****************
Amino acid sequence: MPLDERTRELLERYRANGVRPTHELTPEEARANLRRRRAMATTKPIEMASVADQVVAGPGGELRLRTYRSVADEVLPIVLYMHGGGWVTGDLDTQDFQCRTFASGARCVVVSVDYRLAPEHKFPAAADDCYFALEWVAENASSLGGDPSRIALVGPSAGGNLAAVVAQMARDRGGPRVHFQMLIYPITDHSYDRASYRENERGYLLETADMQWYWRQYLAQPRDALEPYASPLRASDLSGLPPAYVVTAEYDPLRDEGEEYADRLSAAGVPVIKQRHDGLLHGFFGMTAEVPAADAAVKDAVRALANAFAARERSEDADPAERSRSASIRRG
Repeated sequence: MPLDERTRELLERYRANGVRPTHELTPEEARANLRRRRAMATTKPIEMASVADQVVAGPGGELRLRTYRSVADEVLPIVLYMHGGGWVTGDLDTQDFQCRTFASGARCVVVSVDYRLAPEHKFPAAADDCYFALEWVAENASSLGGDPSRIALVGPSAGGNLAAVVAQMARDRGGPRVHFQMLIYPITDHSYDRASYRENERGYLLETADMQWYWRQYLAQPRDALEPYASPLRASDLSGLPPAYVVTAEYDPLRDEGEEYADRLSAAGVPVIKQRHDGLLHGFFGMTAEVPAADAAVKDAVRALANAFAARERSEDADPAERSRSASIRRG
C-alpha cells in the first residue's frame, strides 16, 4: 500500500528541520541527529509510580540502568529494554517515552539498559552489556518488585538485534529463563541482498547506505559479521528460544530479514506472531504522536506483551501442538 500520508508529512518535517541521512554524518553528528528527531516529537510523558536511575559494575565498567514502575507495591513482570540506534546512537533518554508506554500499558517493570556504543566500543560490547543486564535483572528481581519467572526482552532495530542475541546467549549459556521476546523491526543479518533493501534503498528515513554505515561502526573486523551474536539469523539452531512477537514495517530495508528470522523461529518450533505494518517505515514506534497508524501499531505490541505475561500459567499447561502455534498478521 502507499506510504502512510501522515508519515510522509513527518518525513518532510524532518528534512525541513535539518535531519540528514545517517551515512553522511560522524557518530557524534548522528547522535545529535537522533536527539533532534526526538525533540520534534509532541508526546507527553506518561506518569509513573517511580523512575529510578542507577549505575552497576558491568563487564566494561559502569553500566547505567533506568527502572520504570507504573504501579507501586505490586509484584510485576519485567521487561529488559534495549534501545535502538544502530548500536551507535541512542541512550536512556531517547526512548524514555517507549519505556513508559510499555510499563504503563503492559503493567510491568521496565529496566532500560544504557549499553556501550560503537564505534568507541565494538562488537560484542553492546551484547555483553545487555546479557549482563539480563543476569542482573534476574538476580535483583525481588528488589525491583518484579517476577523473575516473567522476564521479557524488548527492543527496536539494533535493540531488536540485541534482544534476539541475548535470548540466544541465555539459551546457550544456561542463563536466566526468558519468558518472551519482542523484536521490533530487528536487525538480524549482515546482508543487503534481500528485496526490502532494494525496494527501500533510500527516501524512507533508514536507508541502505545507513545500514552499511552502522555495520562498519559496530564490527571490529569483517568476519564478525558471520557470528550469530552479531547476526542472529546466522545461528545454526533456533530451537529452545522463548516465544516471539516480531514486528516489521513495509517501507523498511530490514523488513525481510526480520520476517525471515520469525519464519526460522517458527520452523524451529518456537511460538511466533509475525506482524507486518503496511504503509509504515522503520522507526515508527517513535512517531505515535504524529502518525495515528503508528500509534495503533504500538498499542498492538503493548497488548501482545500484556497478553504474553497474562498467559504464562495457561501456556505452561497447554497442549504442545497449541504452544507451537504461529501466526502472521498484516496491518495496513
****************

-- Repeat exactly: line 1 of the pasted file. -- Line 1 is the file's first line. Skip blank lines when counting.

Amino acid sequence: MPLDERTRELLERYRANGVRPTHELTPEEARANLRRRRAMATTKPIEMASVADQVVAGPGGELRLRTYRSVADEVLPIVLYMHGGGWVTGDLDTQDFQCRTFASGARCVVVSVDYRLAPEHKFPAAADDCYFALEWVAENASSLGGDPSRIALVGPSAGGNLAAVVAQMARDRGGPRVHFQMLIYPITDHSYDRASYRENERGYLLETADMQWYWRQYLAQPRDALEPYASPLRASDLSGLPPAYVVTAEYDPLRDEGEEYADRLSAAGVPVIKQRHDGLLHGFFGMTAEVPAADAAVKDAVRALANAFAARERSEDADPAERSRSASIRRG